Tuesday, December 17, 2013

G223 Book Review of Wifey by Fey Ugokwe

Name of Book: Wifey

Author: Fey Ugokwe

ISBN: 9780615764900

Publisher: Pink Purse International

Type of book: Move, recession, 2008, California, Trinidad, folklore, witches, cooking, abuse, Dallas Texas

Year it was published: 2013


When life as a curiously paired, young married couple in California--in the midst of a growing state and national economic crisis--becomes literally unworkable, Rodney, an earnestly toiling, playboy of a husband, unilaterally determines that he and P.V., his ambitious but naive, exotic wife, should relocate to Texas. So P.V., a struggling sophomore realtor and avid foodie, and Rodney, a newly unemployed marketer and sports addict, sell virtually everything they own and embark upon a downsized existence in the heart of North Texas--Dallas. But an eerie and horrifying morning dream that P.V. previously experienced becomes a dark and ever-unfurling, pain-filled prophesy that ultimately threatens the very foundations of their humanity. Sex, depravity, despair, and an uneven pavement of good intentions lead to a black, one-way road with a shocking and hair-raising end.


There are important characters there, but the two most important are P.V. and Rodney as well as P.V.'s friends Georgina and Juanita. P.V. comes from a traditional household of ancestors from Trinidad and is best described as talented with selling houses and cooking food that everyone seems to enjoy. She is also naive and isn't experienced when it comes to men. She defied her family to stay with Rodney. Rodney, before the move to Texas is best described as hard-working and often called P.V. wifey or girl or Bourgeois Princess . He didn't seem to use terms of endearments with her, and with nothing to do he begins to do narcotics as well as other stuff. He is very controlling. Georgina and Juanita both have loving husbands and families and they encourage P.V. to expand her cooking skills.


Be careful of everything


Its written in third person point of view primarily from P.V.'s point, as well as that of her husband by the name of Rodney. What I did like is that the author did explain why and how their situation descended into what it had, but I'm a bit confused about Rodney being a playboy as well as a sports addict. I also couldn't really understand how he seems to be a sports addict. The ending part with the Reverend also seems to be confusing to me: is this novella a karma type message or of something else?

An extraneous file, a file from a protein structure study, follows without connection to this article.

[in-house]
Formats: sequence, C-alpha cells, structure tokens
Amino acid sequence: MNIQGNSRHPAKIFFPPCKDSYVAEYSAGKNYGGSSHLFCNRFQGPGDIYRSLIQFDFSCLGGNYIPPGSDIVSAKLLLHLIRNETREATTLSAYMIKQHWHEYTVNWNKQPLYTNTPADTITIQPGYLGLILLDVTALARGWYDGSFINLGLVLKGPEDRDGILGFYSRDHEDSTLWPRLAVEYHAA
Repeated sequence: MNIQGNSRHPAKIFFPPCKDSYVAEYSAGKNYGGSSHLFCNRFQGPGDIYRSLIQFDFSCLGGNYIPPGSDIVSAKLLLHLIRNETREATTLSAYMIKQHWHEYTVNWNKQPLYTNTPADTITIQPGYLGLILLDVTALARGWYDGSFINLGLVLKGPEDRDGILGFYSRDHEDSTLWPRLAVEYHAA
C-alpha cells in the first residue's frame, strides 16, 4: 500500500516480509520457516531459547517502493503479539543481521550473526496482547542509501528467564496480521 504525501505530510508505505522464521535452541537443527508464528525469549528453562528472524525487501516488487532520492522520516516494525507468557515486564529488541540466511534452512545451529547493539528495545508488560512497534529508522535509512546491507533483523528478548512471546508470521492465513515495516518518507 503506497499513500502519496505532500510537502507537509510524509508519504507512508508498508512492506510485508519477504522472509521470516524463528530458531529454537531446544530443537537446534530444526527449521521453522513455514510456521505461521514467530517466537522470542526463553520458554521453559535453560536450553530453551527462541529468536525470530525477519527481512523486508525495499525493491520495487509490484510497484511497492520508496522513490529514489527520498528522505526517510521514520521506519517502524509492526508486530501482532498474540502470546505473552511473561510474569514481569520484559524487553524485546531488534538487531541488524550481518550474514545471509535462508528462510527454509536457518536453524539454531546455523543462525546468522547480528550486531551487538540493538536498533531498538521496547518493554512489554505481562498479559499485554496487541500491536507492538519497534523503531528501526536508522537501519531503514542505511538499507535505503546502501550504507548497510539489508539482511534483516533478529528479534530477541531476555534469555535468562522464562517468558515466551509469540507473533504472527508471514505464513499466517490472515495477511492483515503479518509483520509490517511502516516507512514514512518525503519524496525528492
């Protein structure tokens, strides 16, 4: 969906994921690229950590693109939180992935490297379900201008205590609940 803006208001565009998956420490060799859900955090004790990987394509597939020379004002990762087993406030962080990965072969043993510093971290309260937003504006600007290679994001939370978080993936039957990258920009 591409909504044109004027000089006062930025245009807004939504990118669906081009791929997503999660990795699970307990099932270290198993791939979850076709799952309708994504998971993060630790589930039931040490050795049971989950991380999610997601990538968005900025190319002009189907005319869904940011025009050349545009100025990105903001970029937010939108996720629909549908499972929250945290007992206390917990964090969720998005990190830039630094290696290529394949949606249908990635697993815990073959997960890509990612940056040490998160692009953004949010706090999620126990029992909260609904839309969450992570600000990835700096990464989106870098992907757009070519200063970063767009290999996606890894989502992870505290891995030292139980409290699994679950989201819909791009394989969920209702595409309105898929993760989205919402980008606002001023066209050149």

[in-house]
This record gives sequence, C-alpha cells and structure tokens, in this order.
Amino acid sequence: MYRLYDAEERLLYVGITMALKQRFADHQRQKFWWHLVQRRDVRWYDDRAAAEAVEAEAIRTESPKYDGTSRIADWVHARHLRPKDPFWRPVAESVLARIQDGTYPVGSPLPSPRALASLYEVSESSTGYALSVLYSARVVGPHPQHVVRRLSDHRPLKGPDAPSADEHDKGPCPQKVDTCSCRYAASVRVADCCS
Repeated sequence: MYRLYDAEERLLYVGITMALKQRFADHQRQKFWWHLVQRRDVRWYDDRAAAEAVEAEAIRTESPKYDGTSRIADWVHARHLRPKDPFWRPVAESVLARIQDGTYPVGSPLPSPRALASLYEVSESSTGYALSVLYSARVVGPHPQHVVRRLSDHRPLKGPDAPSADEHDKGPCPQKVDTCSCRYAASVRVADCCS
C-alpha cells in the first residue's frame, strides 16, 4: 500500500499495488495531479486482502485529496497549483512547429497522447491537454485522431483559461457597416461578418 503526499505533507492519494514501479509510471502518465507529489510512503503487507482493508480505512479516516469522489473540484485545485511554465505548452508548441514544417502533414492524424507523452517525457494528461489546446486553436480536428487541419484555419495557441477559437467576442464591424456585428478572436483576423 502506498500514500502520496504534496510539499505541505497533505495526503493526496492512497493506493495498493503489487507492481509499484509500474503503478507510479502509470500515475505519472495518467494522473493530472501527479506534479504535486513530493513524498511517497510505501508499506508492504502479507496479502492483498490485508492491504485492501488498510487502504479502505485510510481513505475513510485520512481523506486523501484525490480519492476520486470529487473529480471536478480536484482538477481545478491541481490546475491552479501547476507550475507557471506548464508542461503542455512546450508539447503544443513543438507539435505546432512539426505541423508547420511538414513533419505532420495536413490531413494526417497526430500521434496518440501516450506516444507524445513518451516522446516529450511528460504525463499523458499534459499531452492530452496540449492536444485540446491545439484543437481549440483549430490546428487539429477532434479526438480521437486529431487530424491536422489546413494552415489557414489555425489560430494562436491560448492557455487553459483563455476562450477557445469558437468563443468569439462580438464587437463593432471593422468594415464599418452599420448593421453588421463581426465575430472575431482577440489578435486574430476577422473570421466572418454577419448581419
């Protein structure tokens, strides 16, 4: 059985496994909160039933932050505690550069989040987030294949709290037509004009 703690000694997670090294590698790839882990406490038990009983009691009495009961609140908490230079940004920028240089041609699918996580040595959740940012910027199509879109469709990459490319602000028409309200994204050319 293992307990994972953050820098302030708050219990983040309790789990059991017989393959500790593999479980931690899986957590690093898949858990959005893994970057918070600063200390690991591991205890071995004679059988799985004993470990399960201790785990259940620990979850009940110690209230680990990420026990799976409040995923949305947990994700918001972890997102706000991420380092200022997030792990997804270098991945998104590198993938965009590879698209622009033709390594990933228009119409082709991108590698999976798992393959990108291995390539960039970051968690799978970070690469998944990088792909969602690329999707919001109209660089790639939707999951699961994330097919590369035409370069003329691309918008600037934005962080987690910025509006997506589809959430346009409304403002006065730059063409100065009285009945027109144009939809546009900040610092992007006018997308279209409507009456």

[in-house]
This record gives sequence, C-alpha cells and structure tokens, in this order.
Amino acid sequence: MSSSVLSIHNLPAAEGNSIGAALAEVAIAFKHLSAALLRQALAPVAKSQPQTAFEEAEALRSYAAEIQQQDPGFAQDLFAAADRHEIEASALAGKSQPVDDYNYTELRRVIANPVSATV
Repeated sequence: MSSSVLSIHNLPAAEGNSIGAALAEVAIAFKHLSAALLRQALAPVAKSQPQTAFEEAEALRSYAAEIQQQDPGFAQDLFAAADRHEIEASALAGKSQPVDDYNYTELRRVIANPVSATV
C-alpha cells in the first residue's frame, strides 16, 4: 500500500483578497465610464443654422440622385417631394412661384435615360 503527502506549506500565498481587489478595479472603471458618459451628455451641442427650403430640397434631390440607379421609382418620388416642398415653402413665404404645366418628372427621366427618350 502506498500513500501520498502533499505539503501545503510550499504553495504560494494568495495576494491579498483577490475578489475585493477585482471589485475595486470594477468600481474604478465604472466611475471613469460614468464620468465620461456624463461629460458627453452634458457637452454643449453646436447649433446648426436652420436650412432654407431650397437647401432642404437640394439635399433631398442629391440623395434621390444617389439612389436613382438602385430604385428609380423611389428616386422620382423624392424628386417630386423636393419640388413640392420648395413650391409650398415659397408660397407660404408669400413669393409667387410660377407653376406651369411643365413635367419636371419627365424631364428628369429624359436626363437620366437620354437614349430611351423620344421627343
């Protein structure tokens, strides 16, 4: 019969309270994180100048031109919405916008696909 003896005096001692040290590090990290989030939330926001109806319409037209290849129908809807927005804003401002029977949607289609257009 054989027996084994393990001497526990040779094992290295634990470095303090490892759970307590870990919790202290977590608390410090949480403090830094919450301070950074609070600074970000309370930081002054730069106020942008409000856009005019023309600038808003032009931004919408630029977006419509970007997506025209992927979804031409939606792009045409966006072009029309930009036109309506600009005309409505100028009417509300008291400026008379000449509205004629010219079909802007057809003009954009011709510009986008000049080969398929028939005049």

Author Information:
(from goodreads.com)

born Washington, D.C., The United States
gender female
genre Fiction
member since March 2013

Fey Ugokwe is an attorney, new novella author, and the founder/owner of a socially-conscious media activity. She was born in Washington, D.C., raised in Pennsylvania, and attended both college--where her major was political science--and law school in Massachusetts. Culturally, Fey is the product of a marriage between two foreign students--one from British Guiana, South America, and the other from Nigeria, West Africa. She was taught to read and write at the age of three by her maternal grandmother, a British-trained schoolteacher, and has been writing fiction and poetry since a child. She received her formal training in novel writing, genre fiction writing, contemporary fiction writing, and political fiction writing in Massachusetts, where her professors included renowned authors Joe Haldeman (Massachusetts Institute of Technology), (the now late) Elzbieta Chodakowska (Massachusetts Institute of Technology), and Askold Melnyczuk (Harvard University). Her interests are, namely, in genre, contemporary, and political fiction, and she has a strong interest in uniquely combining the essences of the three, in order to highlight the underpinnings of the human experience.


I'm not sure how to describe this book besides the fact it had a strange beauty that I had a hard time understanding and relating to. I have to admit that the cover seems to convey a wrong story because when I saw the cover, I thought I'd be with a strong woman who is doing various pranks throughout the book, or someone who can be on her own so to speak. Instead I got a tale of domestic abuse and of a woman who seems to have potential to grow into someone stronger, but instead she doesn't seem to accomplish it. I also wasn't prepared for dialogue to go into local vernacular tongue that I had to decipher a lot of times.

This is for Pump Your Books Tour

3 out of 5
(0: Stay away unless a masochist 1: Good for insomnia 2: Horrible but readable; 3: Readable and quickly forgettable, 4: Good, enjoyable 5: Buy it, keep it and never let it go.)

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